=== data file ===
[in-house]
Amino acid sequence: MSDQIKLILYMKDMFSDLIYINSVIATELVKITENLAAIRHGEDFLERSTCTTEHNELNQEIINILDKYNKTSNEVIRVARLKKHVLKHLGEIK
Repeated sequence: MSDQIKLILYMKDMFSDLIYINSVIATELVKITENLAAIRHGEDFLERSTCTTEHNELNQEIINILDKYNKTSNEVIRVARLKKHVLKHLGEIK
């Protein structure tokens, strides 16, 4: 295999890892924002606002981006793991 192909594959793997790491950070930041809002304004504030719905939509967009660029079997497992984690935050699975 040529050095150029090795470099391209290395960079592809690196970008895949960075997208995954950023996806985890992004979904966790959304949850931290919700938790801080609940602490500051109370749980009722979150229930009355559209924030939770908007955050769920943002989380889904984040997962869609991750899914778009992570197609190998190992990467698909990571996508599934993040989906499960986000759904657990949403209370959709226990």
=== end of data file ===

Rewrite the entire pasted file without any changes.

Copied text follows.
[in-house]
Amino acid sequence: MSDQIKLILYMKDMFSDLIYINSVIATELVKITENLAAIRHGEDFLERSTCTTEHNELNQEIINILDKYNKTSNEVIRVARLKKHVLKHLGEIK
Repeated sequence: MSDQIKLILYMKDMFSDLIYINSVIATELVKITENLAAIRHGEDFLERSTCTTEHNELNQEIINILDKYNKTSNEVIRVARLKKHVLKHLGEIK
């Protein structure tokens, strides 16, 4: 295999890892924002606002981006793991 192909594959793997790491950070930041809002304004504030719905939509967009660029079997497992984690935050699975 040529050095150029090795470099391209290395960079592809690196970008895949960075997208995954950023996806985890992004979904966790959304949850931290919700938790801080609940602490500051109370749980009722979150229930009355559209924030939770908007955050769920943002989380889904984040997962869609991750899914778009992570197609190998190992990467698909990571996508599934993040989906499960986000759904657990949403209370959709226990």